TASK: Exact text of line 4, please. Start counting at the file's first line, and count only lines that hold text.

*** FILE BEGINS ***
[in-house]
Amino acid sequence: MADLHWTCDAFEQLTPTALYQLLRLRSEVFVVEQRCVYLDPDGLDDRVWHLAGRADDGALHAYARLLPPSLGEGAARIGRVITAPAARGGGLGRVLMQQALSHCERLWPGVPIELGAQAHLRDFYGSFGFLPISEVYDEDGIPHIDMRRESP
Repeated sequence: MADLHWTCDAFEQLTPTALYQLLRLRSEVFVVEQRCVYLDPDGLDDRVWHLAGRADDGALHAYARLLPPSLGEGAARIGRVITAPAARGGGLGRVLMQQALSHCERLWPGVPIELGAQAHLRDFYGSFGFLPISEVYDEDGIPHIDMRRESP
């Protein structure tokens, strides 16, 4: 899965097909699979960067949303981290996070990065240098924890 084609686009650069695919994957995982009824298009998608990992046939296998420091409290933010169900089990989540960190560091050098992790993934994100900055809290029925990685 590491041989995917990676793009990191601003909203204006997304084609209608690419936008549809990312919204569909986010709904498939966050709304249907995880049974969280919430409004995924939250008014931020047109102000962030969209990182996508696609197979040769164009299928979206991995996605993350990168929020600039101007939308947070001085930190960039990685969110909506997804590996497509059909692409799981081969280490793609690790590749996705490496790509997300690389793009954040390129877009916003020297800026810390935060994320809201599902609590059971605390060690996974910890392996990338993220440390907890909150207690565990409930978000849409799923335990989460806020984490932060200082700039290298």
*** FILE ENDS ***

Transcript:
């Protein structure tokens, strides 16, 4: 899965097909699979960067949303981290996070990065240098924890 084609686009650069695919994957995982009824298009998608990992046939296998420091409290933010169900089990989540960190560091050098992790993934994100900055809290029925990685 590491041989995917990676793009990191601003909203204006997304084609209608690419936008549809990312919204569909986010709904498939966050709304249907995880049974969280919430409004995924939250008014931020047109102000962030969209990182996508696609197979040769164009299928979206991995996605993350990168929020600039101007939308947070001085930190960039990685969110909506997804590996497509059909692409799981081969280490793609690790590749996705490496790509997300690389793009954040390129877009916003020297800026810390935060994320809201599902609590059971605390060690996974910890392996990338993220440390907890909150207690565990409930978000849409799923335990989460806020984490932060200082700039290298």